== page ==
Inequality and Poverty under Latin America’s New Left Regimes

By: Darryl McLeod (Fordham University, Department of Economics)
Nora Lustig (Tulane University, Department of Economics)

 

URL: http://d.repec.org/n?u=RePEc:frd:wpaper:dp2010-13&r=ltv

 

During the last decade, inequality and poverty fell sharply in many Latin American countries; a period in which voters chose left-leaning leaders in ten countries including about half the region’s population. Are these two developments related? Using data for 18 Latin American countries and political regime classification of Arnson and Perales (2007), this paper presents some econometric evidence that the social democratic regimes in Brazil, Chile and to a lesser extent Uruguay were more successful at reducing inequality and poverty than the so-called left populist regimes of Argentina, Bolivia and Venezuela. Both groups implemented policies to redistribute income, but the social democratic regimes redistributive efforts were more effective. Argentina and Venezuela started the 1990-2008 sample window with lower levels of inequality, so to some extent recent reductions in inequality are a return to “normal” levels (as estimated by fixed effects). Inequality and poverty in Brazil and Chile, on the other hand, fell to historic lows during this period. Second, overall terms of trade shocks were more favorable for Argentina and Venezuela, so part of the drop in inequality in those countries can be attributed to typically transient commodity price booms.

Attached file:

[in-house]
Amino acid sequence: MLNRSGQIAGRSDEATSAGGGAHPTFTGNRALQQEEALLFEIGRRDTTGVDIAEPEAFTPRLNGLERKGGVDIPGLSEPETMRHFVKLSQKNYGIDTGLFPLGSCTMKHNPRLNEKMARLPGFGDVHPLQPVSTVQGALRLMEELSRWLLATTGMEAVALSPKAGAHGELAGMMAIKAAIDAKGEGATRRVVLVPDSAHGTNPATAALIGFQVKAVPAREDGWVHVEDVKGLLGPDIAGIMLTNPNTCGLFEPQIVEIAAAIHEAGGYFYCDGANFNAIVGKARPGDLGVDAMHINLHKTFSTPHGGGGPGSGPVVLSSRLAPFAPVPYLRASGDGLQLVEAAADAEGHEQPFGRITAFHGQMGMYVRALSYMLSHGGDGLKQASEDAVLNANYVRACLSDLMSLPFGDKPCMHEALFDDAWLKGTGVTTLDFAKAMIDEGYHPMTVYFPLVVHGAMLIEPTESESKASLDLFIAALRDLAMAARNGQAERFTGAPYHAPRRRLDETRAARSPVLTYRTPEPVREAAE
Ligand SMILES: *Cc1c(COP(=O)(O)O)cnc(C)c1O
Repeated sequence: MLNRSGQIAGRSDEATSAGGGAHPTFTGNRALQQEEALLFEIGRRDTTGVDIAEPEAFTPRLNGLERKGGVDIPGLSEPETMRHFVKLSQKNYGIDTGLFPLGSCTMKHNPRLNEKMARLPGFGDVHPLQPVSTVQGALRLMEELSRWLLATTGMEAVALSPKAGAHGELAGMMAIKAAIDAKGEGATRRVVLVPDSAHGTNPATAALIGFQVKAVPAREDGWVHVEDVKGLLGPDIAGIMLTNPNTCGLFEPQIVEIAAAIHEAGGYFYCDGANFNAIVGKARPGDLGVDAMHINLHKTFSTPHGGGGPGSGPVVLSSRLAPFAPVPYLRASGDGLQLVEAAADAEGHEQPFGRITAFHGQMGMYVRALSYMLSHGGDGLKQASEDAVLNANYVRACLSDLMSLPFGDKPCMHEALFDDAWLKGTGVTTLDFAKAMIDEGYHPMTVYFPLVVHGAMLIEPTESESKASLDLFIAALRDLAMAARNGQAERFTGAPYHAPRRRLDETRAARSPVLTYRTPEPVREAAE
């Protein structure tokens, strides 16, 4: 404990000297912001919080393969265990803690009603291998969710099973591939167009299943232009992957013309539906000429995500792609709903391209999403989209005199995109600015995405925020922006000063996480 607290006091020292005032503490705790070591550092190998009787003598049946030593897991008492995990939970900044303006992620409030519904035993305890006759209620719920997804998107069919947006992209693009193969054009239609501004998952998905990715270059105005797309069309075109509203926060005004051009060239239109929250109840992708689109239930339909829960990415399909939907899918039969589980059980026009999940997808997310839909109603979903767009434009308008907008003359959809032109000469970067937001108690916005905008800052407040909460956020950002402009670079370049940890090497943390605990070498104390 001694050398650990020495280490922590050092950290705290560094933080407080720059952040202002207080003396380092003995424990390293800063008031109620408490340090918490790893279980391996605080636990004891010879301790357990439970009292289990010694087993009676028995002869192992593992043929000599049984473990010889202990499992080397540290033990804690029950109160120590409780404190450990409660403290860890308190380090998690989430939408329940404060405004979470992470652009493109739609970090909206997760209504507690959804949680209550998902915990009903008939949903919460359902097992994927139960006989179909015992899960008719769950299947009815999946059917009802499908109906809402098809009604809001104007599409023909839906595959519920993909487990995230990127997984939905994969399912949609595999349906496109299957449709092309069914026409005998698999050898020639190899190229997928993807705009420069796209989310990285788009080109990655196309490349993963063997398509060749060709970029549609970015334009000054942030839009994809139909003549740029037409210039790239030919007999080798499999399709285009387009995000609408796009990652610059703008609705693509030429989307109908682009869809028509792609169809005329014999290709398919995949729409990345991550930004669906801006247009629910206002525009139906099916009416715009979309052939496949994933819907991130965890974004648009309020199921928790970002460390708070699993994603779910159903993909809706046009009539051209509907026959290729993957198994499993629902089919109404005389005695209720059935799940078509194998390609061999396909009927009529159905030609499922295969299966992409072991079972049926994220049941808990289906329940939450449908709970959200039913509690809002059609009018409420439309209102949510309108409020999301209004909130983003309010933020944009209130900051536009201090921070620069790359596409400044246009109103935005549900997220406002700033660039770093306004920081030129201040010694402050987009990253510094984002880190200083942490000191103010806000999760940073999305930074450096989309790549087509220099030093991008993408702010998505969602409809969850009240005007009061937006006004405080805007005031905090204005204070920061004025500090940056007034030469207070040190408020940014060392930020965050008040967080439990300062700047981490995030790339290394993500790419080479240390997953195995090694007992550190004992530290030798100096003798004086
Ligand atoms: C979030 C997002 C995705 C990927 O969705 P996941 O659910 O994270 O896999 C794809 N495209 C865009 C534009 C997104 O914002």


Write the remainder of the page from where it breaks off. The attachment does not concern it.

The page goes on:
JEL: O15

 

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